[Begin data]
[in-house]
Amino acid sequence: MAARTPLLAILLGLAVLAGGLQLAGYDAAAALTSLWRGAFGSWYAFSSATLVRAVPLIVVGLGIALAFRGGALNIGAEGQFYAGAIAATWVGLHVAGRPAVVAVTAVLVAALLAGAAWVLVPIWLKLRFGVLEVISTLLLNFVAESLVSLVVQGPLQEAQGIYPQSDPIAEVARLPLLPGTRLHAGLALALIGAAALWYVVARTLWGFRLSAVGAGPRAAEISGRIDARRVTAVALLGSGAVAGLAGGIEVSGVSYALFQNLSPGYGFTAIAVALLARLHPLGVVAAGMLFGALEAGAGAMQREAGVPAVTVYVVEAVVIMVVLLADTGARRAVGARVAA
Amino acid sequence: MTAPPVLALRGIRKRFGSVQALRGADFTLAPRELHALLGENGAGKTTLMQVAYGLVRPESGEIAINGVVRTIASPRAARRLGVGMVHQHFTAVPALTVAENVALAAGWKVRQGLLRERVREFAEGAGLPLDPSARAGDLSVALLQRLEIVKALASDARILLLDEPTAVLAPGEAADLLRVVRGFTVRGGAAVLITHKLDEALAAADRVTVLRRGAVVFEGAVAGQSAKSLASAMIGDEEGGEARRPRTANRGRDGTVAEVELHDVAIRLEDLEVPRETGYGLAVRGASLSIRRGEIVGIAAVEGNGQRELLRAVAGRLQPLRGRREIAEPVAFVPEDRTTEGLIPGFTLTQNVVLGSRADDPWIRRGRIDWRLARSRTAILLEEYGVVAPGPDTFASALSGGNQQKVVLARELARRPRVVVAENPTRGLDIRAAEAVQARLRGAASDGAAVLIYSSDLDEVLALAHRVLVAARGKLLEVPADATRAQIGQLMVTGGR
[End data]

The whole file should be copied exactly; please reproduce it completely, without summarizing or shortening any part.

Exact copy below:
[in-house]
Amino acid sequence: MAARTPLLAILLGLAVLAGGLQLAGYDAAAALTSLWRGAFGSWYAFSSATLVRAVPLIVVGLGIALAFRGGALNIGAEGQFYAGAIAATWVGLHVAGRPAVVAVTAVLVAALLAGAAWVLVPIWLKLRFGVLEVISTLLLNFVAESLVSLVVQGPLQEAQGIYPQSDPIAEVARLPLLPGTRLHAGLALALIGAAALWYVVARTLWGFRLSAVGAGPRAAEISGRIDARRVTAVALLGSGAVAGLAGGIEVSGVSYALFQNLSPGYGFTAIAVALLARLHPLGVVAAGMLFGALEAGAGAMQREAGVPAVTVYVVEAVVIMVVLLADTGARRAVGARVAA
Amino acid sequence: MTAPPVLALRGIRKRFGSVQALRGADFTLAPRELHALLGENGAGKTTLMQVAYGLVRPESGEIAINGVVRTIASPRAARRLGVGMVHQHFTAVPALTVAENVALAAGWKVRQGLLRERVREFAEGAGLPLDPSARAGDLSVALLQRLEIVKALASDARILLLDEPTAVLAPGEAADLLRVVRGFTVRGGAAVLITHKLDEALAAADRVTVLRRGAVVFEGAVAGQSAKSLASAMIGDEEGGEARRPRTANRGRDGTVAEVELHDVAIRLEDLEVPRETGYGLAVRGASLSIRRGEIVGIAAVEGNGQRELLRAVAGRLQPLRGRREIAEPVAFVPEDRTTEGLIPGFTLTQNVVLGSRADDPWIRRGRIDWRLARSRTAILLEEYGVVAPGPDTFASALSGGNQQKVVLARELARRPRVVVAENPTRGLDIRAAEAVQARLRGAASDGAAVLIYSSDLDEVLALAHRVLVAARGKLLEVPADATRAQIGQLMVTGGR